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Legislative Assembly for the ACT: 2010 Week 01 Hansard (Tuesday, 9 February 2010) . . Page.. 4 ..


I would like to offer a little more of an insight into Marjorie’s life. When I attended Marjorie’s memorial service last year, I was impressed not only by the attendance of some of the highest profile people in the land but by the personal stories and anecdotes that were related and which gave an added personal aspect into what was an extraordinary public life. For example, I was impressed by the story of Marjorie, while on the Australia Day Committee, holding court at a table at a lunch attended by prime ministers, ministers, defence chiefs and various other decorated personages. As the story was told, there was no doubt whatsoever as to exactly who was in charge that day. While there may be some wry appreciation for a formidable character in that story, the truth of the essence of it is borne out by the fact that former Prime Minister John Howard was at the service where it was told.

Although her accolades and accomplishments crossed the whole spectrum of Australian life, as leader of the Canberra Liberals I must also pay tribute to her passionate and loyal commitment to the Liberal Party cause. Marjorie was a long-time supporter of the party, but, more than that, she was a real mentor, encouraging new members and providing leadership through her actions. Members of this Assembly, past Assemblies and federal colleagues have all benefited from the support they received from Marjorie. On behalf of all of those who cannot say so themselves, I would like to express our heartfelt gratitude.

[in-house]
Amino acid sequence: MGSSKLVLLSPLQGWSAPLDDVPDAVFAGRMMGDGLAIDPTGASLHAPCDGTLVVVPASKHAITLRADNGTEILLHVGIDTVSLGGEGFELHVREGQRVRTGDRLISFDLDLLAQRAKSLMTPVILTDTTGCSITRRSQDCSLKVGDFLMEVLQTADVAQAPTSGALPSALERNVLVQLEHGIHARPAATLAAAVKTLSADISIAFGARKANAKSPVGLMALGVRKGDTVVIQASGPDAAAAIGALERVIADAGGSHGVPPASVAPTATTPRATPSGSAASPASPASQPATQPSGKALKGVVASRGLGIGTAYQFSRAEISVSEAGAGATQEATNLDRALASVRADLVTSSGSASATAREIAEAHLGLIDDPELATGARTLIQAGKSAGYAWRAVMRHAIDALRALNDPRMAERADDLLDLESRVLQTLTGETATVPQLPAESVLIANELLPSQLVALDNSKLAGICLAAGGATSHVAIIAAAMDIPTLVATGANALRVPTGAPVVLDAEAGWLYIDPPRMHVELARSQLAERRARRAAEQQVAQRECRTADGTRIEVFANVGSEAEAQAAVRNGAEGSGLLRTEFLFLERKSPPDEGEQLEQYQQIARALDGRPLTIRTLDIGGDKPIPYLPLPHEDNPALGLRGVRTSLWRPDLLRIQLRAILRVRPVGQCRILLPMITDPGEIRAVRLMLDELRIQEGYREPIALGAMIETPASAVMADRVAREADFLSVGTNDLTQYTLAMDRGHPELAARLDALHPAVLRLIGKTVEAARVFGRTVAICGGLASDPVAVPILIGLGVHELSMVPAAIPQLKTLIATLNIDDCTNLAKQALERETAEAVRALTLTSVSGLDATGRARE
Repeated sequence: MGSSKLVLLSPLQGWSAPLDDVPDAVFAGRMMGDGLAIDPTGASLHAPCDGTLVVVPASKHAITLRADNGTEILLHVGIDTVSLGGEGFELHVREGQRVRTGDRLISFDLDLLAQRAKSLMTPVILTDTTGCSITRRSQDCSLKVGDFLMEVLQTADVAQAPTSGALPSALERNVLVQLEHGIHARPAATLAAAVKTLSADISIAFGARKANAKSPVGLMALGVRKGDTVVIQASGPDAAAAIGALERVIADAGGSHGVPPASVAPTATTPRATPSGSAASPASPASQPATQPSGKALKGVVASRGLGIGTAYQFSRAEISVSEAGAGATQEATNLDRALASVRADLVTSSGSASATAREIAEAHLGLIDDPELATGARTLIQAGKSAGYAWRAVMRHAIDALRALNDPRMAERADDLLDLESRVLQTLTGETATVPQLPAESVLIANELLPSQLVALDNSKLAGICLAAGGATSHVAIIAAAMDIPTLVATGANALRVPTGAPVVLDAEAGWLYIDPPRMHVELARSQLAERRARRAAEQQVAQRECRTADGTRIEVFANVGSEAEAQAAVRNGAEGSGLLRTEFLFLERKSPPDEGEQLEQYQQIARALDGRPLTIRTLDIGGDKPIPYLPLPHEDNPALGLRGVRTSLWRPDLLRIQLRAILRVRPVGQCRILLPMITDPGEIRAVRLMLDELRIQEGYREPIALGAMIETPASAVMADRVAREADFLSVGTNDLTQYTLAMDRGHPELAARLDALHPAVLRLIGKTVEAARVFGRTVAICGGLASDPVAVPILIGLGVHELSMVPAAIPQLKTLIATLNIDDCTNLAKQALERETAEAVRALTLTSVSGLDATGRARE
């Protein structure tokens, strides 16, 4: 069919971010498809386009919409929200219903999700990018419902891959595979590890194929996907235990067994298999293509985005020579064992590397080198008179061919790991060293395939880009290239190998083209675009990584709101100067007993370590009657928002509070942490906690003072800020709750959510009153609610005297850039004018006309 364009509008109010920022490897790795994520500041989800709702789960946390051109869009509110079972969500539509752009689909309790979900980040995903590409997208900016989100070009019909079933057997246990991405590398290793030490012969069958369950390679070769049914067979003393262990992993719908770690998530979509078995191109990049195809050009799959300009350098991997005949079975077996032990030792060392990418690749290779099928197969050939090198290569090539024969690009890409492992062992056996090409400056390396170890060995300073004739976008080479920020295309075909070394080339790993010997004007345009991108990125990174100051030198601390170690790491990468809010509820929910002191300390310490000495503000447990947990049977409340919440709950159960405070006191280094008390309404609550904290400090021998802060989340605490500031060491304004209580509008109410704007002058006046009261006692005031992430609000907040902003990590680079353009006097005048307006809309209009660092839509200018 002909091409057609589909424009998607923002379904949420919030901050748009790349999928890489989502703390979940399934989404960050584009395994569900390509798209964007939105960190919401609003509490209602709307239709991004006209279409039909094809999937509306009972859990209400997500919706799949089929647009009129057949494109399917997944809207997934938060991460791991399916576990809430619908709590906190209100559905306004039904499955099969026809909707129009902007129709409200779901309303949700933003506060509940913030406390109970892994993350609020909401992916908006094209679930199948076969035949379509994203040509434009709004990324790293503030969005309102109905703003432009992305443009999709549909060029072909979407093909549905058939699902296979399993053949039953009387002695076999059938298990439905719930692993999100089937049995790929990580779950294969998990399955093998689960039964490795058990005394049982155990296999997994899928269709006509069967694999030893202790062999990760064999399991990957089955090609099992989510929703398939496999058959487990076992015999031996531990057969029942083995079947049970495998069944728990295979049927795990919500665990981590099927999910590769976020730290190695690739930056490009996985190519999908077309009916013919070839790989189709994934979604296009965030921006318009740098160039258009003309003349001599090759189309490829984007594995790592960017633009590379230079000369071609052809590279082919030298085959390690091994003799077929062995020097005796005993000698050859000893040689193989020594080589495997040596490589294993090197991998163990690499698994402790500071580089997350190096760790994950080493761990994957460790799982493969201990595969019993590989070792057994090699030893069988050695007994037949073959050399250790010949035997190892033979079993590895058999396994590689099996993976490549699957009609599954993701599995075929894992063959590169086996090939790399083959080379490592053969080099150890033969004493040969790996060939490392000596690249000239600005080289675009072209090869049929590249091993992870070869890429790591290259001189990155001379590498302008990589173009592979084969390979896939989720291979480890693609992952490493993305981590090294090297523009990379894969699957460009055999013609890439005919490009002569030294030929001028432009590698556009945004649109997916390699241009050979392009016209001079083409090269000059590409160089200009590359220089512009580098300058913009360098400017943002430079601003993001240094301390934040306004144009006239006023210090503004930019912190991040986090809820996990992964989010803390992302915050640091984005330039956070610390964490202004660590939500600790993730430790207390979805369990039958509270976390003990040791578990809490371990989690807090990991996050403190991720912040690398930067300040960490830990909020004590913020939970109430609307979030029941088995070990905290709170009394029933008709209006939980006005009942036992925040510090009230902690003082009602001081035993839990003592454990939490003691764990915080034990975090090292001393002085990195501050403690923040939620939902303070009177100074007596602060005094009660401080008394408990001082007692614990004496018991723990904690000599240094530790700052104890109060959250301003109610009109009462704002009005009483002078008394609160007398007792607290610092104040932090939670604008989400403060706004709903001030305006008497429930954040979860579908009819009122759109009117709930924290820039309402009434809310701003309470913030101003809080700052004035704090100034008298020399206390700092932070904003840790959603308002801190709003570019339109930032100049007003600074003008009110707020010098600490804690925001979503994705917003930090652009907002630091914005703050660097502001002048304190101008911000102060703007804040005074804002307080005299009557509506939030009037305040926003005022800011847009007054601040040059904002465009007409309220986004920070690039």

I would also like to acknowledge the presence of Judy and David Turbayne in the gallery today, and I express my personal condolences and respect to Judy, David and also Jane, and Marjorie’s eight grandchildren.

In conclusion, I would like to pay tribute to a woman who contributed so much to our lives, to honour a woman who spent so much time honouring others, and to thank a woman who so often did her tasks without any thought of thanks. Farewell Marjorie Turbayne. Our lives, our city and our nation are far better for your involvement and your commitment. I commend the motion to the house.

MS HUNTER (Ginninderra—Parliamentary Convenor ACT Greens): In the short time this Seventh Assembly has been sitting, we have lost a number of outstanding citizens who have made great contributions to the ACT and Australia. Sadly, today we pay tribute to another great Canberran. On behalf of the ACT Greens, I join with the members of the Assembly in offering our deepest sympathies and condolences to the loved ones and friends of Marjorie Turbayne AO, MBE.

Looking back on the contribution Marjorie Turbayne made to the ACT and Australia, it was a remarkable life. Marjorie was orphaned at age 11 in Durham, England, and worked in a biscuit factory by day, studying at night. After the war, she went to Prague in Czechoslovakia, working for the United Nations refugee organisation. At that time, Europe had many homeless and stateless people, and Marjorie was part of the massive postwar effort to find, relocate and house people affected by the war.

While working for the United Nations in Germany, helping people move in and out of that country in the early days of the Iron Curtain, she met and married an Australian military attache, Keith Turbayne, and came to Australia. After moving to Sydney, Marjorie became involved as a volunteer with the New South Wales Crippled


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